|Last spring at Cal Poly I took Dr. Lewis Call's History of Network Technology (History 354). Early on we discussed Paul Baran's concept of the "distributed network" in regards to networked computer systems during the Cold War which was s design which thwarted the efficacy of a nuclear assault disabling a computerized command and control network. This concept via ARPANET ultimately evolved into the modern internet and transformed the face of the modern world and how we all live. Fast-forward to today and I am conducting research for my senior project. The moment I found this image it occurred to me that it is a different sort of "distributed network," this one a network of distributed communities thus designed to minimize the efficacy of a nuclear attack by spreading the population out so much that there would be no population centers to target. This concept, christened the "atomburb," was created by the then-Bulletin of the Atomic Scientists of Chicago later to be called the Bulletin of Atomic Scientists. |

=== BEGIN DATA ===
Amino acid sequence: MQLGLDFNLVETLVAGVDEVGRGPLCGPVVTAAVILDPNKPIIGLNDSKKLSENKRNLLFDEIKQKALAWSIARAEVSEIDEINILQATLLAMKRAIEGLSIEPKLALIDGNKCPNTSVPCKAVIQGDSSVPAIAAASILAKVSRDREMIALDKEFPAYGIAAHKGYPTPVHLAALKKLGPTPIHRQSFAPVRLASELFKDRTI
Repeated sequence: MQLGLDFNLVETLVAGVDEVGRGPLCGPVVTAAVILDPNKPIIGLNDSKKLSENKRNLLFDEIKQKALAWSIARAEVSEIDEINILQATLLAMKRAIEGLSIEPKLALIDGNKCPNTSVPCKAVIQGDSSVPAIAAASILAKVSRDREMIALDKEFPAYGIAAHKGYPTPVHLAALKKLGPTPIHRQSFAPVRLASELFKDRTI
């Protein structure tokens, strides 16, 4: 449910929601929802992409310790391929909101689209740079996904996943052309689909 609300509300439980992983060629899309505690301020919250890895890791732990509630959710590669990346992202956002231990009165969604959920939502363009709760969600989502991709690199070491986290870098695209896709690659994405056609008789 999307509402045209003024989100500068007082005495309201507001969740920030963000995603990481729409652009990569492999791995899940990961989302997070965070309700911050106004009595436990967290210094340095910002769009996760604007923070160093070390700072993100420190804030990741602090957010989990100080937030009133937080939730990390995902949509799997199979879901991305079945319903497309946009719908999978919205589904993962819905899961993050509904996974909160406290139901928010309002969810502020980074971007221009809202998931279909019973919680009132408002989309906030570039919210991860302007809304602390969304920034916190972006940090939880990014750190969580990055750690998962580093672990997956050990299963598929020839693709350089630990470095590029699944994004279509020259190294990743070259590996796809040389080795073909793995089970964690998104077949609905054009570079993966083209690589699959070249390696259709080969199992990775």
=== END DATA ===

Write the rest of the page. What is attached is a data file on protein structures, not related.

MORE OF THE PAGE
Image courtesy of the Bulletin of the Atomic Scientists (all rights reserved).